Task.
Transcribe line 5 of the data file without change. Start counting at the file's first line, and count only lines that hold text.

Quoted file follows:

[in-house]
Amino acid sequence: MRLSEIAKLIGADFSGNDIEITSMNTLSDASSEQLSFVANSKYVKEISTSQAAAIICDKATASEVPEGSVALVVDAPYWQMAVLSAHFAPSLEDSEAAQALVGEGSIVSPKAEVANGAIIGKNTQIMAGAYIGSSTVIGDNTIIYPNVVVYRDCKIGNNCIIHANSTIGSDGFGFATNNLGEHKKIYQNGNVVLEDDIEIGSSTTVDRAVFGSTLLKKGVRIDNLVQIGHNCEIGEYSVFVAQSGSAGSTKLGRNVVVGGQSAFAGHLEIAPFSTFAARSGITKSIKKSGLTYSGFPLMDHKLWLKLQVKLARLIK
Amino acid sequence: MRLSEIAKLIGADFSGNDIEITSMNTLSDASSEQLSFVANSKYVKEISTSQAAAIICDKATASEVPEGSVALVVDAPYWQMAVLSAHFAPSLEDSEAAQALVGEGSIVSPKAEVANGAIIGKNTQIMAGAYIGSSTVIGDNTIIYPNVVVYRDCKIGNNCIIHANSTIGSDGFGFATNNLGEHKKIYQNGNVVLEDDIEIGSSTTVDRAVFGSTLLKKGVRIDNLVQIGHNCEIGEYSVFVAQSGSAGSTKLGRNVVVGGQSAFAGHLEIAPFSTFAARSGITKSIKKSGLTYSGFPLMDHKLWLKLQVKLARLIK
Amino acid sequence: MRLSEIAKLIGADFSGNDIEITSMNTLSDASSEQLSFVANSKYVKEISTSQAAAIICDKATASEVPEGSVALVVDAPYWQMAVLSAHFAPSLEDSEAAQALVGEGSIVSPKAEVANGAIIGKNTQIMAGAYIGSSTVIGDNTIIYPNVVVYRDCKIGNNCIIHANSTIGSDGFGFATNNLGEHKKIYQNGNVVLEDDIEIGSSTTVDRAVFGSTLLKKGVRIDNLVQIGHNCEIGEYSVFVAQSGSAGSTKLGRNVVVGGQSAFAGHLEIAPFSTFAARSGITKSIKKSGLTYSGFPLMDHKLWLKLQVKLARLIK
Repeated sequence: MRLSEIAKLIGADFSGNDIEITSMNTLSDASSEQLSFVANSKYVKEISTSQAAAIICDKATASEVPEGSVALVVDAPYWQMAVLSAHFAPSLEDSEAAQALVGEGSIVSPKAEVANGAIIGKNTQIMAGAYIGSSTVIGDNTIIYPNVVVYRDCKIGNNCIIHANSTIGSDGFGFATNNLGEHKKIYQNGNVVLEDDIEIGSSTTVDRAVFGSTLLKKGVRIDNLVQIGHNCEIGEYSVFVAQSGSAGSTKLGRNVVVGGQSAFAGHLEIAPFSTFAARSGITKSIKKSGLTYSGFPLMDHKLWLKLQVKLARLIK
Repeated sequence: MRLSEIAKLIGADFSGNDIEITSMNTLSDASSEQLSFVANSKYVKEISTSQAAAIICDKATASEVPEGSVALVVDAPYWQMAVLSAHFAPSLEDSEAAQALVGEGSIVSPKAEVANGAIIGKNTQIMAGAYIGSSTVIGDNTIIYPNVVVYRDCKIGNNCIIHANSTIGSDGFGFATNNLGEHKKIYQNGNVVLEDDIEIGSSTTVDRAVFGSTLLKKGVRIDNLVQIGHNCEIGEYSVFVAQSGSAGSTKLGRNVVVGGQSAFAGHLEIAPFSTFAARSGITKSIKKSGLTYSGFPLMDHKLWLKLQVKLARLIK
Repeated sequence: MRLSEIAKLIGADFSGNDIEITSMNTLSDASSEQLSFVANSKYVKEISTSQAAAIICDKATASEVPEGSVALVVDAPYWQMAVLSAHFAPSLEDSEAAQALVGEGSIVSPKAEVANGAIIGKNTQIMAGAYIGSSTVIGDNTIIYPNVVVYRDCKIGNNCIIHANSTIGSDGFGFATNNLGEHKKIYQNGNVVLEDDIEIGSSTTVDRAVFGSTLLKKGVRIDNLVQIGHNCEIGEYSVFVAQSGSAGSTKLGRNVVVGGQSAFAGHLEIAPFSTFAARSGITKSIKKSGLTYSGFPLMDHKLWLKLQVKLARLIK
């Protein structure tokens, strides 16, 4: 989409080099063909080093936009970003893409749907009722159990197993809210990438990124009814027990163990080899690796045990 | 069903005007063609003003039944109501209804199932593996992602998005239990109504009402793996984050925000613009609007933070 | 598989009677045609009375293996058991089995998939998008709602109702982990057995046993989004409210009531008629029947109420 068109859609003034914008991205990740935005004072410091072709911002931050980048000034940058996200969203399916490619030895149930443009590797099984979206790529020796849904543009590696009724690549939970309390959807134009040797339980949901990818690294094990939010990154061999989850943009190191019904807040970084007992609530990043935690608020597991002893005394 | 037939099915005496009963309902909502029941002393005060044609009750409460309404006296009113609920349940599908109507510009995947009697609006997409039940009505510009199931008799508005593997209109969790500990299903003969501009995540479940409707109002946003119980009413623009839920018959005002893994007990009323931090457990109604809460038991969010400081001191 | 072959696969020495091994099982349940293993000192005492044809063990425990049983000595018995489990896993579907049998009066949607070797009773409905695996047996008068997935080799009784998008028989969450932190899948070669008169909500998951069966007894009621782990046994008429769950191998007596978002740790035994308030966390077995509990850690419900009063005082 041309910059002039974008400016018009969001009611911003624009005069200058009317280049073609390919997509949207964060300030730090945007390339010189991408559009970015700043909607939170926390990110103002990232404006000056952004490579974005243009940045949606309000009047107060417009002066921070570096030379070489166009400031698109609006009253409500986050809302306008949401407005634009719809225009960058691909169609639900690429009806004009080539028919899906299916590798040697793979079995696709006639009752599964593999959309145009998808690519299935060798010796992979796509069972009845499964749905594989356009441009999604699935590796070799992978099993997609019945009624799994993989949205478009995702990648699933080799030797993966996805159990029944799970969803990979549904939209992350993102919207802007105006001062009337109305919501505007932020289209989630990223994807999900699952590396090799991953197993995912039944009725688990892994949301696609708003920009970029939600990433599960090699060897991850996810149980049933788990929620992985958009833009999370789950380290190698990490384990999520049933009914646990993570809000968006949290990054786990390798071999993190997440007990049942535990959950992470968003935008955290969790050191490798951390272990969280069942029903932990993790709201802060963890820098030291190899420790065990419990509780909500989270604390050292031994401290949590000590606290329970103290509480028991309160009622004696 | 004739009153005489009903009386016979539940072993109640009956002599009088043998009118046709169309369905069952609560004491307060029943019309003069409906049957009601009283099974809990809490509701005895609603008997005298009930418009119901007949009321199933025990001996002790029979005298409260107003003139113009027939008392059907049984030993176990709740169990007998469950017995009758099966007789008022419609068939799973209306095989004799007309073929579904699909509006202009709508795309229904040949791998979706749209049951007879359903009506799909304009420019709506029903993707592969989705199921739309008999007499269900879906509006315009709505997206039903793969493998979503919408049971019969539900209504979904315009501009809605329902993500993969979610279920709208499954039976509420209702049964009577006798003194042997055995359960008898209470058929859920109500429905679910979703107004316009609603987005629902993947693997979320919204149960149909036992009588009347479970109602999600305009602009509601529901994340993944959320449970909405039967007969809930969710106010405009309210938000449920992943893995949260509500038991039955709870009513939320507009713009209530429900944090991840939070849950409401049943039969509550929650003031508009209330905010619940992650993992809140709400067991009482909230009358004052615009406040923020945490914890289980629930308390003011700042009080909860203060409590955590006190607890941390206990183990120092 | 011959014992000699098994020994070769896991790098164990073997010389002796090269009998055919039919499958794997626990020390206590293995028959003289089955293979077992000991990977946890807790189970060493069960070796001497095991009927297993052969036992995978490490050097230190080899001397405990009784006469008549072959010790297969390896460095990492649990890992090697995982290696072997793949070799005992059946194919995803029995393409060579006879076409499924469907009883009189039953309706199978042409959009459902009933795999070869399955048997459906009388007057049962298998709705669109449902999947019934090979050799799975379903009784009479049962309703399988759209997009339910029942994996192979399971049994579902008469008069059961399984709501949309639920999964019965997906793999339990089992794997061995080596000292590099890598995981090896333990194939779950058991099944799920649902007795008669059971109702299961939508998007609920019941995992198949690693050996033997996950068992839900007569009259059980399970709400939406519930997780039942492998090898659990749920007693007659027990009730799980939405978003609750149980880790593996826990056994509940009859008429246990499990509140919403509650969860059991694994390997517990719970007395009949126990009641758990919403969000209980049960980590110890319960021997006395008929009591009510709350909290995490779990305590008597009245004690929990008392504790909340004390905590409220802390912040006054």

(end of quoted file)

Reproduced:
Repeated sequence: MRLSEIAKLIGADFSGNDIEITSMNTLSDASSEQLSFVANSKYVKEISTSQAAAIICDKATASEVPEGSVALVVDAPYWQMAVLSAHFAPSLEDSEAAQALVGEGSIVSPKAEVANGAIIGKNTQIMAGAYIGSSTVIGDNTIIYPNVVVYRDCKIGNNCIIHANSTIGSDGFGFATNNLGEHKKIYQNGNVVLEDDIEIGSSTTVDRAVFGSTLLKKGVRIDNLVQIGHNCEIGEYSVFVAQSGSAGSTKLGRNVVVGGQSAFAGHLEIAPFSTFAARSGITKSIKKSGLTYSGFPLMDHKLWLKLQVKLARLIK